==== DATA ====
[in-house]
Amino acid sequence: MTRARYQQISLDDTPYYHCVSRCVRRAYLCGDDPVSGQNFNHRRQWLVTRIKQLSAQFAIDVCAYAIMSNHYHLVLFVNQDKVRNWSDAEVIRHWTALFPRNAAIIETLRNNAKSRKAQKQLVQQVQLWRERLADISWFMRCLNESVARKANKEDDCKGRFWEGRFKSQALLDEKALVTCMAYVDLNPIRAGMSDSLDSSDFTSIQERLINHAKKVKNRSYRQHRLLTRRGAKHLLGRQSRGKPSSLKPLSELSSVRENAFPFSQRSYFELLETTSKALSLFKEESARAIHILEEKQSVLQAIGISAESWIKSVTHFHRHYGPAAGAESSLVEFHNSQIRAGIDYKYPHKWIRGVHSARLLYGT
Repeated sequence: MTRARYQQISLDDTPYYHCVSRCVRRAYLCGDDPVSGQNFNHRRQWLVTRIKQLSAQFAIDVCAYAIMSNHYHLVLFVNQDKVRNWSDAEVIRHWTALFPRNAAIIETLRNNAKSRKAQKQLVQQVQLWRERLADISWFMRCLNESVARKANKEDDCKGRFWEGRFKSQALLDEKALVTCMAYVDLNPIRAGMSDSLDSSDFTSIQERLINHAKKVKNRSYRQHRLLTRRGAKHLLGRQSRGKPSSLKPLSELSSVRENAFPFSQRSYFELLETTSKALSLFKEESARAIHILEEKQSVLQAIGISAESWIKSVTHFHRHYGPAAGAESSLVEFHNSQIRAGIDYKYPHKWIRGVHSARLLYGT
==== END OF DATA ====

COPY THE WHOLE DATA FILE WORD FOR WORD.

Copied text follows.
[in-house]
Amino acid sequence: MTRARYQQISLDDTPYYHCVSRCVRRAYLCGDDPVSGQNFNHRRQWLVTRIKQLSAQFAIDVCAYAIMSNHYHLVLFVNQDKVRNWSDAEVIRHWTALFPRNAAIIETLRNNAKSRKAQKQLVQQVQLWRERLADISWFMRCLNESVARKANKEDDCKGRFWEGRFKSQALLDEKALVTCMAYVDLNPIRAGMSDSLDSSDFTSIQERLINHAKKVKNRSYRQHRLLTRRGAKHLLGRQSRGKPSSLKPLSELSSVRENAFPFSQRSYFELLETTSKALSLFKEESARAIHILEEKQSVLQAIGISAESWIKSVTHFHRHYGPAAGAESSLVEFHNSQIRAGIDYKYPHKWIRGVHSARLLYGT
Repeated sequence: MTRARYQQISLDDTPYYHCVSRCVRRAYLCGDDPVSGQNFNHRRQWLVTRIKQLSAQFAIDVCAYAIMSNHYHLVLFVNQDKVRNWSDAEVIRHWTALFPRNAAIIETLRNNAKSRKAQKQLVQQVQLWRERLADISWFMRCLNESVARKANKEDDCKGRFWEGRFKSQALLDEKALVTCMAYVDLNPIRAGMSDSLDSSDFTSIQERLINHAKKVKNRSYRQHRLLTRRGAKHLLGRQSRGKPSSLKPLSELSSVRENAFPFSQRSYFELLETTSKALSLFKEESARAIHILEEKQSVLQAIGISAESWIKSVTHFHRHYGPAAGAESSLVEFHNSQIRAGIDYKYPHKWIRGVHSARLLYGT